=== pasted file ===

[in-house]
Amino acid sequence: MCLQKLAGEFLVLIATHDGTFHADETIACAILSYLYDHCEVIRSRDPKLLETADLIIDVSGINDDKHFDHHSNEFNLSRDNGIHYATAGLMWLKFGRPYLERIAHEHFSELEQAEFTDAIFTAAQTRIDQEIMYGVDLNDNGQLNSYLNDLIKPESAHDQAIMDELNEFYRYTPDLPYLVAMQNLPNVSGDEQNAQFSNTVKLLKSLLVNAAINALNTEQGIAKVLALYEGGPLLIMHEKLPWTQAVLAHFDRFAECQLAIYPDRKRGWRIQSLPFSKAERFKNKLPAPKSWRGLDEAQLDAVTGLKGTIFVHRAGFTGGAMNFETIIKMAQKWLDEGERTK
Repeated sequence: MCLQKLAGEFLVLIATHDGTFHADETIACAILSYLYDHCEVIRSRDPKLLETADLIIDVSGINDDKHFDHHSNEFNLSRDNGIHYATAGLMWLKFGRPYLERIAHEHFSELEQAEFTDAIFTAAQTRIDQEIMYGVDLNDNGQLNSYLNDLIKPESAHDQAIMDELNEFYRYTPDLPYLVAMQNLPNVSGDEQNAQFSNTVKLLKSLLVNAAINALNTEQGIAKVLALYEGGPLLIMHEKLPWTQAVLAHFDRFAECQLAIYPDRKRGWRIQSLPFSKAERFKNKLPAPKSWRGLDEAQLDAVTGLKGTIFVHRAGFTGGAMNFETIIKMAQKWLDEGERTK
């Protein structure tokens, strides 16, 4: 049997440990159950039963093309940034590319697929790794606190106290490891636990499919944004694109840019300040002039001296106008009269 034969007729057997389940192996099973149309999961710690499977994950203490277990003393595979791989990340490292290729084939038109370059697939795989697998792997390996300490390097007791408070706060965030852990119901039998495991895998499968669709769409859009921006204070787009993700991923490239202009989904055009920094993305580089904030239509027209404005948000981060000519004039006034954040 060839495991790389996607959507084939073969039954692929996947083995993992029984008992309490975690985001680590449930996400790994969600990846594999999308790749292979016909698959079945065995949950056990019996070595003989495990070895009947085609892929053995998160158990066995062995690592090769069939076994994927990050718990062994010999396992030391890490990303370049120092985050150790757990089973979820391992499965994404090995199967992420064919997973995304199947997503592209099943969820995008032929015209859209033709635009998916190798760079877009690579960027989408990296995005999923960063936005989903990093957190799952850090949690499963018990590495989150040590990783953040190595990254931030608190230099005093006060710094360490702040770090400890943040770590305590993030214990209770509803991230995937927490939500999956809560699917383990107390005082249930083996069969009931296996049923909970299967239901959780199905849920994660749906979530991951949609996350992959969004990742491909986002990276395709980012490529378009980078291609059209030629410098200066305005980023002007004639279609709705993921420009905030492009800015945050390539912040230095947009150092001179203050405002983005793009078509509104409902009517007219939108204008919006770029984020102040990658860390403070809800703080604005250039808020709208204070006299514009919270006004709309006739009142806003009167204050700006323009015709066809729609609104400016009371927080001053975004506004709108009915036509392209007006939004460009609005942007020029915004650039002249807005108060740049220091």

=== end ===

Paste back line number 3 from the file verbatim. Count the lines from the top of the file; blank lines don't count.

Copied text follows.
Repeated sequence: MCLQKLAGEFLVLIATHDGTFHADETIACAILSYLYDHCEVIRSRDPKLLETADLIIDVSGINDDKHFDHHSNEFNLSRDNGIHYATAGLMWLKFGRPYLERIAHEHFSELEQAEFTDAIFTAAQTRIDQEIMYGVDLNDNGQLNSYLNDLIKPESAHDQAIMDELNEFYRYTPDLPYLVAMQNLPNVSGDEQNAQFSNTVKLLKSLLVNAAINALNTEQGIAKVLALYEGGPLLIMHEKLPWTQAVLAHFDRFAECQLAIYPDRKRGWRIQSLPFSKAERFKNKLPAPKSWRGLDEAQLDAVTGLKGTIFVHRAGFTGGAMNFETIIKMAQKWLDEGERTK